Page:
Athens-based Endorphin Film Sales has acquired the rights to “Kick and Scream,” the directorial debut of Croatian actress Nina Violić (“Our Everyday Life,” “The Son”), the company announced this week at the Thessaloniki Film Festival.
The film follows the final half-hour of a marriage that is falling apart, shown from the perspectives of the wife, husband, and their 6-year-old child. As reality intertwines with puppet play, the characters’ own truths are revealed, challenging the viewer’s initial judgments.
“Kick and Scream” is produced by Vanja Sremac and Zdenka Gold for Spiritus Movens, in co-production with Terminal 3, MP Filmska Produkcija, Zagreb Film, Propeler Film and Antitalent.
Endorphin’s Christina Pelekani said the company was looking for an almost completed film to add to its slate when they found “Kick and Scream” in the First Cut+ section of When East Meets West, the Trieste Film Festival’s co-production forum.
“We knew from the first moment that this could be the one,” she said. “A female debut, which deals with a relatable theme that one could connect very easily with its truth and realism. It is a beautifully conceived and executed chamber drama and Nina’s experience in theater is definitely evident in the film and a great advantage.”
Endorphin was launched in 2020 by former Warner Bros., Paramount and Studiocanal exec Viki Antonopoulou alongside marketing and distribution consultant Pelekani, who also works at Greek distributor Feelgood Entertainment.
The company had its first international feature acquisition this year with “Bebia, À Mon Seul Désir,” by Russian-born, London-based filmmaker Juja Dobrachkous, which had its world premiere in the Rotterdam Film Festival’s Tiger Competition.
Other titles on the company’s slate include “Winona,” by Greek director, screenwriter, composer and actor Alexandros Voulgaris, and “Stefanos Rokos: Nick Cave and The Bad Seed’s No More Shall We Part, 14 Paintings 17 Years Later,” a short film by Rinio Dragasaki and Araceli Lemos.
Speaking to Variety this week at the Thessaloniki Film Festival, Antonopoulou admitted that launching the sales outfit in the middle of a global pandemic didn’t come without risks.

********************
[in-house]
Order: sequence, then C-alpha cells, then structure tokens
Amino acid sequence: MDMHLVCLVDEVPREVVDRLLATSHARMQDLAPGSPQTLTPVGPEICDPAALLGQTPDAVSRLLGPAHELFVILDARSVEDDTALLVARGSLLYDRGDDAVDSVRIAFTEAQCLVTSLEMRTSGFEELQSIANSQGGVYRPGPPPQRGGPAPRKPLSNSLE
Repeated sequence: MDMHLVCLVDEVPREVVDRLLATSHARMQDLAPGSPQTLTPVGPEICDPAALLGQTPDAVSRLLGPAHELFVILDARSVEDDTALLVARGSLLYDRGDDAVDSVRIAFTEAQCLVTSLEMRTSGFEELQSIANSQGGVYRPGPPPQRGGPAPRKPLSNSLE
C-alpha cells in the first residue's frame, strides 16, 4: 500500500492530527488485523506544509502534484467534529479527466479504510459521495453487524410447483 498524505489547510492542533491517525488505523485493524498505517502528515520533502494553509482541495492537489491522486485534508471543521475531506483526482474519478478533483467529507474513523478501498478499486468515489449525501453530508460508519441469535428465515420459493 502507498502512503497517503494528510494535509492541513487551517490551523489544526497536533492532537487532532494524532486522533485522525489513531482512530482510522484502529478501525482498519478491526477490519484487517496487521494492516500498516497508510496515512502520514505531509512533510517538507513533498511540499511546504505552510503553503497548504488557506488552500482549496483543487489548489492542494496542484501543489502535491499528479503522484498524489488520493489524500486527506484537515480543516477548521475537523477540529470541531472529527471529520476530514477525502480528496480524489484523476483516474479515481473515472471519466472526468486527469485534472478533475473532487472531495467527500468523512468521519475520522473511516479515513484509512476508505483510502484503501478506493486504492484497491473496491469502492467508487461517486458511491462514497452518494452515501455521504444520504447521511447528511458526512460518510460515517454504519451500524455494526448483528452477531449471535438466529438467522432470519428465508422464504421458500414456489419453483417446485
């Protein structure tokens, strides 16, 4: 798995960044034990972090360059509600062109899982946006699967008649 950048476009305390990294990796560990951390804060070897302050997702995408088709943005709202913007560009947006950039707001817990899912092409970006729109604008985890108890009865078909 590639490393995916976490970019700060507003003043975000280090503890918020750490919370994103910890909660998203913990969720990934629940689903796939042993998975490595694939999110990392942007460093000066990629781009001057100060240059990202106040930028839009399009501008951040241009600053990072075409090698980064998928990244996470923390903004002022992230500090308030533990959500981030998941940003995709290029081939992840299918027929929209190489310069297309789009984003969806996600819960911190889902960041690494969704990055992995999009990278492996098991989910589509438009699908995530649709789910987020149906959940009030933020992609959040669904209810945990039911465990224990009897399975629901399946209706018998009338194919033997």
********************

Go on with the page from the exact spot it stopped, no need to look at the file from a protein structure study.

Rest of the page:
“It’s been challenging. I can’t lie. It’s a very difficult time, because of the timing that we started, and the whole scene is changing,” she said. “Bigger companies are competing for very small projects at the moment, because they’re just trying to survive and to find the next big thing.”
She added, however, that Endorphin’s size can work to its advantage.
“We’re a small company. What we offer is our expertise, our passion, our being very transparent as well with the filmmakers and managing their expectations. And really trying to form a strong team that will be together along the whole journey of the film to get it to audiences, which is basically our goal,” she said.
Pelekani cited the acquisition of “Kick and Scream” as an example of the personal, collaborative approach that appeals to the company’s founders.
“The reason why we are choosing the films we are choosing is because, first of all, we like the film. But also, we like the people behind the project,” she said. “It’s very important for us because we are a boutique sales agency. Our goal is to have three films per year and work really close with the team. So we need to have good chemistry with them.”
Antonopoulou said the duo is drawn to female stories and female directors, which “just happened naturally,” as well as Greek projects that would allow them “to contribute to the local industry and help [Greek] films be more visible.”
A year into their new venture, Antonopoulou and Pelekani also hope to work with more first-time filmmakers. “We like debuts because we’re at the beginning as well, so we kind of connect with these people a bit more who are at the beginning,” said Antonopoulou. “We want to help each other.”